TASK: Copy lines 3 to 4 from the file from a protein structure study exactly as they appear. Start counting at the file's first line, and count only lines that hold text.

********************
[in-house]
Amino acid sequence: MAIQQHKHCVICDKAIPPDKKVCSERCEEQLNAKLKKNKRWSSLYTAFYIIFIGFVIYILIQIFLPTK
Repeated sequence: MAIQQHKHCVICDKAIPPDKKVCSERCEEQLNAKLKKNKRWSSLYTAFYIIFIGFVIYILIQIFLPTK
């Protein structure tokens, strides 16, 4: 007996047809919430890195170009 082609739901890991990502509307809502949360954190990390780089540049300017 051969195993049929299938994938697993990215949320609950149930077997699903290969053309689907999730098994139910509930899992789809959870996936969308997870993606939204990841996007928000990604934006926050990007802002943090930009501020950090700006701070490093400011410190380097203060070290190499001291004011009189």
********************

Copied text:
Repeated sequence: MAIQQHKHCVICDKAIPPDKKVCSERCEEQLNAKLKKNKRWSSLYTAFYIIFIGFVIYILIQIFLPTK
């Protein structure tokens, strides 16, 4: 007996047809919430890195170009 082609739901890991990502509307809502949360954190990390780089540049300017 051969195993049929299938994938697993990215949320609950149930077997699903290969053309689907999730098994139910509930899992789809959870996936969308997870993606939204990841996007928000990604934006926050990007802002943090930009501020950090700006701070490093400011410190380097203060070290190499001291004011009189």